Feminist Literary Criticism examines a text from the perspective of its perpetuation or its rejection of patriarchy and its ideologies. Kate Chopin's story of Mrs. Mallard's one hour of freedom defines the repression of a woman under patriarchy and the potential of this female outside of such a restrictive structure of principles and ideals. Therefore, a good thesis statement for an essay that considers the interpretive question about why Kate Chopin's story is considered feminist literature will address the idea that Mrs. Mallard is repressed under patriarchy, but after learning of her husband's death, she entertains new possibilities for the expression of her own desires.

Here is an example of a thesis statement:

For one hour Mrs. Mallard, who has suffered from repression in a marriage that is male-dominated, feels a growing sense of autonomy and worth as she has been given independence and control of her life by the news of her husband's death.

Support for this thesis can be formed from the ideas of the passage in which Mrs. Mallard whispers, "free, free, free!" as she feels her blood "coursing" and "warmed" in her. "[E]very inch of her body" relaxes as she becomes aware that she is no longer trapped by her marriage to Brently Mallard. It is only then that she considers the future as she feels such "monstrous joy" brought by her realization of freedom from patriarchal oppression.

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"The Story of an Hour"  by Kate Chopin shows a different point of view about marriage.  In the time of the story, married women were not masters of their fate.  They relied on their husbands for financial support and were expected to do a great deal in return.  As in the case of Louise Mallard, money was not the issue.  Since Louise was ill, she had been told  what to do and never left to make choices for herself.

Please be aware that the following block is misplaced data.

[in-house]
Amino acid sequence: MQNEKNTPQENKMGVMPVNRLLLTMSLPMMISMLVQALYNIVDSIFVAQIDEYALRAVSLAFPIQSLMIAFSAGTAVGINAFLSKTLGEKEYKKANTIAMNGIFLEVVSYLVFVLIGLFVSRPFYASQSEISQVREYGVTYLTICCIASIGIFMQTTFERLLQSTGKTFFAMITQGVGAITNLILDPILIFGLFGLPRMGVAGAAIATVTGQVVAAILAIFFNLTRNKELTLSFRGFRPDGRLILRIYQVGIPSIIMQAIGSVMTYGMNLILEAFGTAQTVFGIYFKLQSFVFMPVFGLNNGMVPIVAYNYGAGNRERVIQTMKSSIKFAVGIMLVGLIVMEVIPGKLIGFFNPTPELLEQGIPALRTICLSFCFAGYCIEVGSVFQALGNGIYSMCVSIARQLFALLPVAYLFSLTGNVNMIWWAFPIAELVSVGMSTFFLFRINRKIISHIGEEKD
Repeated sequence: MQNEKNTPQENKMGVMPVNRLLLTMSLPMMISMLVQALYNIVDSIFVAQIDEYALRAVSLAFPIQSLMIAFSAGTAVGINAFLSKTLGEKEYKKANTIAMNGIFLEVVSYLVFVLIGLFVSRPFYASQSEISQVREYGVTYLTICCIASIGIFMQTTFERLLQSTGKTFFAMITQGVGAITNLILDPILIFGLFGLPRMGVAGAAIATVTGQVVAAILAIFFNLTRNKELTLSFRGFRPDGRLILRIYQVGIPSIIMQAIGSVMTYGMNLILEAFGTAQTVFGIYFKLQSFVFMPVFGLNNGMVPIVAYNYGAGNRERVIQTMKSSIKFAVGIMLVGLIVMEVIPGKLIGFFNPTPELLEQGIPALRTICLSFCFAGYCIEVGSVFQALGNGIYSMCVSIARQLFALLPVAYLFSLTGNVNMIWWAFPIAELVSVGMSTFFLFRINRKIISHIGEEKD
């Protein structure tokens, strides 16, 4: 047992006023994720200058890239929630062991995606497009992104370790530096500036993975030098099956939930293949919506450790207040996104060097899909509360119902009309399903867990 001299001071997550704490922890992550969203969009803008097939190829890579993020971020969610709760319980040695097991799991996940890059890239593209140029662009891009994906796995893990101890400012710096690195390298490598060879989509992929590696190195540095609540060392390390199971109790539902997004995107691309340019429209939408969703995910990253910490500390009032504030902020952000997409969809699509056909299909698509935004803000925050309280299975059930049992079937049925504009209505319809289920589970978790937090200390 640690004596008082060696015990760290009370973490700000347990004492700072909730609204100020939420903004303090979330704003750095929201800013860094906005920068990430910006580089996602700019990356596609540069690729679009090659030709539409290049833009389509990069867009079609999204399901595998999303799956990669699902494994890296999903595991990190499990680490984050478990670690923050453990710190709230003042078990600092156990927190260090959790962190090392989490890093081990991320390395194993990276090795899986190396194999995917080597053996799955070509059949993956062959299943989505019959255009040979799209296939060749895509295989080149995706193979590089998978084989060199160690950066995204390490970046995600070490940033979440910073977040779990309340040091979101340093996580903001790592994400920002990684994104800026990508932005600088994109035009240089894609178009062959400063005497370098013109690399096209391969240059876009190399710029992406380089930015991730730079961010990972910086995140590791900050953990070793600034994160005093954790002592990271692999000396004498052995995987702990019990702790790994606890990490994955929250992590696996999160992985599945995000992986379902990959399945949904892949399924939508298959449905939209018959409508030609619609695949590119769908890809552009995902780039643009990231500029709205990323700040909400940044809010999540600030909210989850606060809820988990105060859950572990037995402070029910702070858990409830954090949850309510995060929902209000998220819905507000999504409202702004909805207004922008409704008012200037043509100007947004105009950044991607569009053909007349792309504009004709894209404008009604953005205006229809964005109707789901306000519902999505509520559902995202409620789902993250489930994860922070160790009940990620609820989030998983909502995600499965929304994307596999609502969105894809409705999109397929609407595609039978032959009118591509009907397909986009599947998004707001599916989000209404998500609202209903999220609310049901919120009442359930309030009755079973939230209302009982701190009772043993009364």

The only way that Louise would ever be in charge of her own life is if her husband died.  This is why after her initial grief that she seems elated that now she will have her freedom to do as she pleases. 

Evaluating the women's plight and looking at life from a female perspective is feminist literature. In her writing, Chopin was committed to giving the woman in literature her own perspective. Her heroines would have lives beyond the male view of life. Louise Mallard would have her few moments of freedom:

There would be no one to live for during those coming years; she would live for herself. There would be no powerful will bending hers in that blind persistence with which men and women believe they have a right to impose a private will upon a fellow-creature...

Potential thesis statements:

In "The Story of an Hour," Louise Mallard finds unexpected freedom, no matter how transient. 

Kate Chopin provides a few minutes of freedom from male oppression in "The Story of an Hour."

Louise Mallard slips the bonds of male oppression in "The Story of an Hour."

Louise Mallard recognition of her unhappiness gives way to the "joy of freedom."

Louise Mallard has been subjected to masculine oppression through her doctor to her husband.

"The Story of an Hour” by Kate Chopin, considered an example of early feminist literature, illustrates a woman’s reaction to the end of an unhappy marriage and the beginning of a new life on her own.

In "The Story of an Hour" Chopin  questions the institution of marriage in a cleverly subversive way.